Public involvement and engagement in health data science: A national project on reproducible machine learning
Roles and responsibilities
We are looking to recruit 8-12 people to be members of a steering group which will provide support to Health Data Research UK – the national institute for health data science. We would like to recruit members of the public who have an interest in helping to improve how doctors and patients can trust clinical decisions suggested by computers via machine learning.
This steering group of public panel members will be reimbursed for their time and lend their individual perspectives to key discussions about different aspects of the possible use of machine learning to better improve future healthcare decisions.
Our ambition is to draw on the principles of co-production on how we work together, building high quality relationships and valuing your thoughts and perspectives as a key part of the research process. We know that public contributors can help make research better and more useful.
Machine learning offers the potential to help doctors prevent and treat a wide range of human diseases, where computers try to automatically learn new clinical insights from vast amounts of healthcare data. One example is understanding how physical activity and sleep relate to cardiovascular disease, by measuring these behaviours from wearable ‘fitbit-like’ devices. Another example is by using helathcare records to prioritise patients who have additional needs by better predicting their risk of being readmitted to hospital.
However, there are some challenges. How do we know machine learning is reliable? We sometimes talk about reproducibility in machine learning, where the results of many scientific studies are difficult, or even impossible, to recreate. This calls into question whether any clinical decisions supported by machine learning are reliable, and above all trustworthy. At Health Data Research UK, we are creating tools and training material to help researchers responsibly use machine learning methods in clinical care.
In particular, we are keen to ask for your input as we believe public involvement and engagement in research offers an important angle to improve the acceptability, relevance and robustness of health data science research. You and the other public contributors will have the opportunity to contribute as partners in our research process. You can be involved in all stages of the research process, influencing the aims of the research, the design of the study and its analysis and dissemination. In particular we would value your input on questions such as peoples’ preference for computer ‘algorithms,’ what they mean, how we create them and how we understand them, so they can be as accurate as possible.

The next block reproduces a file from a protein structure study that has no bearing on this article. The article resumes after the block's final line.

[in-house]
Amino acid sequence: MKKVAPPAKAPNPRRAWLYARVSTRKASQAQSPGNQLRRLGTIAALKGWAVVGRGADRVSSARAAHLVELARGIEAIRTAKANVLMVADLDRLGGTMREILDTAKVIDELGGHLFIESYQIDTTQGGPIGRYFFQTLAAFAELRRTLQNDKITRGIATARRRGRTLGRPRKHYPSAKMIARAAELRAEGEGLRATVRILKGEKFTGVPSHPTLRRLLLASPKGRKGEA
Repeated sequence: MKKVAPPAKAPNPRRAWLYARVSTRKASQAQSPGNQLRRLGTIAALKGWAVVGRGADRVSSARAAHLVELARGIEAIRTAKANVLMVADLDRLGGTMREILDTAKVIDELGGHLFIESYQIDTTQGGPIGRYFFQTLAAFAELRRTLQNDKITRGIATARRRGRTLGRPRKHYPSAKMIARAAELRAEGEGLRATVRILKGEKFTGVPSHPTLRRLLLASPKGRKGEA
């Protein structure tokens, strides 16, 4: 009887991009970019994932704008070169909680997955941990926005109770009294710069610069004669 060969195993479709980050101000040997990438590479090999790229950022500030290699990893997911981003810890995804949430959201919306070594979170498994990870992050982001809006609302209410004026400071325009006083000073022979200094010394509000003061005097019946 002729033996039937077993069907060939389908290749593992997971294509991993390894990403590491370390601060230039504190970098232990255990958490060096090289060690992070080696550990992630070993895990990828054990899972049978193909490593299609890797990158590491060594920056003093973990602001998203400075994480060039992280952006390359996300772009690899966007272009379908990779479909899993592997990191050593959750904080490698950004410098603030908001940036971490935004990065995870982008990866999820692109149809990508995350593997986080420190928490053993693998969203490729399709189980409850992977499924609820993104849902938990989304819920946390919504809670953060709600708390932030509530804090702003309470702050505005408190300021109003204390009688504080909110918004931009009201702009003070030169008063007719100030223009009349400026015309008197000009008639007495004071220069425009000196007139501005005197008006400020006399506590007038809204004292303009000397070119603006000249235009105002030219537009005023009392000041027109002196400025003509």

• Attend and contribute to regular online meetings. Options include once a month, once every 2 months, or once every 3 months. We will record them to help us keep an accurate record. We want to work with you to identify the contribution you can make to this area and maybe to work together to write this up.
• Review emailed documents concerning the design of the research in advance of group meetings.
• Advise on research priorities, their study design, what the findings mean and their possible impact on clinical practice. g
• You may be asked to provide advice by phone or email between meetings depending upon your availability and expertise.
• Interest in and commitment to improving health and social care
• Be able to maintain confidentiality
• Have the time to attend meetings and read documents beforehand
• Be willing to learn about machine learning with the research team.
• Knowledge of experience of health data science e.g. ischaemic heart disease, ischaemic stroke, and peripheral arterial disease
• An understanding of the NHS
• Have access to a computer and e-mail
We will ensure the provision of ongoing support that will be tailored to your individual needs. This will include:
• Advice and assistance from a dedicated point of contact
• Written guidance
Members of this steering group will be paid £20 per hour as recommended by the National Institute for Health Research.
We are looking to recruit 8-12 members by 30th November 2020.
Nuffield Department of Population Health, University of Oxford